Book Review: Radical London in the 1950s

Radical London in the 1950s

Radical London in the 1950s by David Mathieson.

David Mathieson. Radical London in the 1950s. The Stroud, Gloucestershire: Amberley, 2016. RRP £14.99 paperback.

I have been studying the history of protest in London for more than five years now, so it’s relatively unusual for me to come across a book on this subject that I haven’t seen before. So when I found Radical London in the 1950s, I was pretty excited. The book tells the story of a decade of radicalism in St. Pancras and Holborn, now within the London borough of Camden.

The subject of Radical London in the 1950s is a little more specific than the title lets on. It actually deals with a decade of radicalism in Holborn and St. Pancras to the north-west of central London that culminated with the St. Pancras rent strikes and riots in 1960. In 1956 the St. Pancras Council swung dramatically to the left when John Lawrence, socialist and former member of the Communist Party, was elected as council leader. He ushered in an era of radicalism which saw the launch of the Campaign for Nuclear Disarmament (CND) in February 1958, the red flag flying over St. Pancras Town Hall to celebrate May Day in 1958, and civil defence and social housing policies that defied the Conservative national government.

The key issue addressed in the book is housing. After World War Two, there was a desperate shortage of affordable, decent housing in London. For a time, the post-war Labour government invested heavily in building affordable homes. However, in 1951 the Conservatives took power and house-building was left to the market. As the value of land in London rose, many developers chose to build office blocks rather than the homes Londoners so desperately needed. Rents for those who had homes also increased. St. Pancras council resisted these trends for several years, attempting both to build affordable housing and keep the rents of council tenants low. This was an unsustainable position without the support of national government, however, and the council was eventually forced to back down. This led to a rent strike that lasted almost a year, and two days of rioting when two striking tenants were evicted from their council homes in September 1960.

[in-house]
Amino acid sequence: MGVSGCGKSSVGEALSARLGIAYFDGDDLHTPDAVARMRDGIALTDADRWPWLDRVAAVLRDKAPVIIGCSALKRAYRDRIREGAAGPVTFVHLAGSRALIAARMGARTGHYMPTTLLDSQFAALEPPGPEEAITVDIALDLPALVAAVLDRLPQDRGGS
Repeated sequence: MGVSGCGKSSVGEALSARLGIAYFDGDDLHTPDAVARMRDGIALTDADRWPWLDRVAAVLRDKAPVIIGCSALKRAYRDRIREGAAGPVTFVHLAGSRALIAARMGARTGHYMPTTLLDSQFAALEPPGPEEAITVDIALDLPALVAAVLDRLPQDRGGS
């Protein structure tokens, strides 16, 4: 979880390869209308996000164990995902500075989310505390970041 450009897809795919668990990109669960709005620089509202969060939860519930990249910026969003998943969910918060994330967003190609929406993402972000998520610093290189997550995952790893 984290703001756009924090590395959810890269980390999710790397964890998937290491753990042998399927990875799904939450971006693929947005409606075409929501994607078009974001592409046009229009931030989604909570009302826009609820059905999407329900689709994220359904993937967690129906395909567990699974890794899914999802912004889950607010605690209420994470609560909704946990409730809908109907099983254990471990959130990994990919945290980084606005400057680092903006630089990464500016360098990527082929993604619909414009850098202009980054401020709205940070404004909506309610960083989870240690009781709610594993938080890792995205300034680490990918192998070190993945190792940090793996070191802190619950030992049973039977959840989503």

The most striking thing about Radical London in the 1950s is the obvious similarities that can be drawn with modern London, and the current state of the Labour Party. The housing crisis that is ongoing across the UK is felt most acutely in London, where rents are astronomical, and luxury housing is being as an investment rather than to provide much-needed homes. The other issue which Mathieson discusses that feels remarkably familiar is divisions and conflicts within the Labour Party. The St. Pancras Labour council was rebellious, and often diverged from the policies of the main party. There were also divisions within the local Labour Party, leading to further conflict. It is hard not to be reminded of the current divisions between pro- and anti-Corbyn factions. In both cases, significant energy has been wasted fighting each other, when it would have been better spent fighting the opposition. I find it incredibly frustrating that obvious lessons from this episode were not learnt, or were quickly forgotten.

Radical London in the 1950s is easy to read, and well-paced. It includes a timeline of key events, and a list of the key individuals with brief biographies, which is very helpful. It also sheds light on the interaction between local and national government, which is an interesting topic that I haven’t read much about before. I do have some criticisms however, although they are quite minor. I would have appreciated a map of the area in question. St. Pancras and Holborn are now within the modern-day London Borough of Camden, so I would have appreciated some help identifying the precise area that the book relates too. Also, there are multiple typos, much more than you would normally expect to find in a published book. If David Mathieson were a student, I would advise him to proofread his work out loud, as this is a helpful way of identifying typos that have previously been overlooked.

I always welcome a book about protest history in London that I haven’t read before, and Radical London in the 1950s is an interesting read. I would recommend it to anyone with an interest in London, politics, or housing.